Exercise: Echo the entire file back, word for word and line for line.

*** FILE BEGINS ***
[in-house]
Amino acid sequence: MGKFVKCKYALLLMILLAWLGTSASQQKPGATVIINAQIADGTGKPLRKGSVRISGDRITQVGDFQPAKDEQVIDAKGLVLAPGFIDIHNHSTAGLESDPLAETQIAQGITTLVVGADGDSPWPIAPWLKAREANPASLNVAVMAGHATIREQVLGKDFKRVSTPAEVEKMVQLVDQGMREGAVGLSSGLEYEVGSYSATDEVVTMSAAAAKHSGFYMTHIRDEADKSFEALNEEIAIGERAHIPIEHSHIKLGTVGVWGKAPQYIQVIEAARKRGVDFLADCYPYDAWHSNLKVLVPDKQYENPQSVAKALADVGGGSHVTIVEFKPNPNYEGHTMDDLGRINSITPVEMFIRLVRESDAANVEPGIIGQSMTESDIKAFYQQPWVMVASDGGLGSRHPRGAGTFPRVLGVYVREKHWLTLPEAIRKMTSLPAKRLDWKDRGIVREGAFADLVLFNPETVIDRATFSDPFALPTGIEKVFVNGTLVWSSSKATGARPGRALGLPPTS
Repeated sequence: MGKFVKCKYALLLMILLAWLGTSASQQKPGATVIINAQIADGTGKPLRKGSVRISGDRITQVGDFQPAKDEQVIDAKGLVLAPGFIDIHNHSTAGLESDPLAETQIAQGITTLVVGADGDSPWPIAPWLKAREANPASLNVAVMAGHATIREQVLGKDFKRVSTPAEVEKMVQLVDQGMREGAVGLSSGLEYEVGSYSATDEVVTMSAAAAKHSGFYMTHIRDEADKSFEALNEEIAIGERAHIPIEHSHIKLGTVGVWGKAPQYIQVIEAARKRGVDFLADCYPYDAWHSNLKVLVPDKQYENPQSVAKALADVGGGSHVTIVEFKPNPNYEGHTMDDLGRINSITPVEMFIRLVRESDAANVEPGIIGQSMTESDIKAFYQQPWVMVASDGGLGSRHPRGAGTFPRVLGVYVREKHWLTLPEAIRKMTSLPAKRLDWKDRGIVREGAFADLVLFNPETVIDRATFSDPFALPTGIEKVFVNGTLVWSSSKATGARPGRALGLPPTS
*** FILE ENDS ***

[in-house]
Amino acid sequence: MGKFVKCKYALLLMILLAWLGTSASQQKPGATVIINAQIADGTGKPLRKGSVRISGDRITQVGDFQPAKDEQVIDAKGLVLAPGFIDIHNHSTAGLESDPLAETQIAQGITTLVVGADGDSPWPIAPWLKAREANPASLNVAVMAGHATIREQVLGKDFKRVSTPAEVEKMVQLVDQGMREGAVGLSSGLEYEVGSYSATDEVVTMSAAAAKHSGFYMTHIRDEADKSFEALNEEIAIGERAHIPIEHSHIKLGTVGVWGKAPQYIQVIEAARKRGVDFLADCYPYDAWHSNLKVLVPDKQYENPQSVAKALADVGGGSHVTIVEFKPNPNYEGHTMDDLGRINSITPVEMFIRLVRESDAANVEPGIIGQSMTESDIKAFYQQPWVMVASDGGLGSRHPRGAGTFPRVLGVYVREKHWLTLPEAIRKMTSLPAKRLDWKDRGIVREGAFADLVLFNPETVIDRATFSDPFALPTGIEKVFVNGTLVWSSSKATGARPGRALGLPPTS
Repeated sequence: MGKFVKCKYALLLMILLAWLGTSASQQKPGATVIINAQIADGTGKPLRKGSVRISGDRITQVGDFQPAKDEQVIDAKGLVLAPGFIDIHNHSTAGLESDPLAETQIAQGITTLVVGADGDSPWPIAPWLKAREANPASLNVAVMAGHATIREQVLGKDFKRVSTPAEVEKMVQLVDQGMREGAVGLSSGLEYEVGSYSATDEVVTMSAAAAKHSGFYMTHIRDEADKSFEALNEEIAIGERAHIPIEHSHIKLGTVGVWGKAPQYIQVIEAARKRGVDFLADCYPYDAWHSNLKVLVPDKQYENPQSVAKALADVGGGSHVTIVEFKPNPNYEGHTMDDLGRINSITPVEMFIRLVRESDAANVEPGIIGQSMTESDIKAFYQQPWVMVASDGGLGSRHPRGAGTFPRVLGVYVREKHWLTLPEAIRKMTSLPAKRLDWKDRGIVREGAFADLVLFNPETVIDRATFSDPFALPTGIEKVFVNGTLVWSSSKATGARPGRALGLPPTS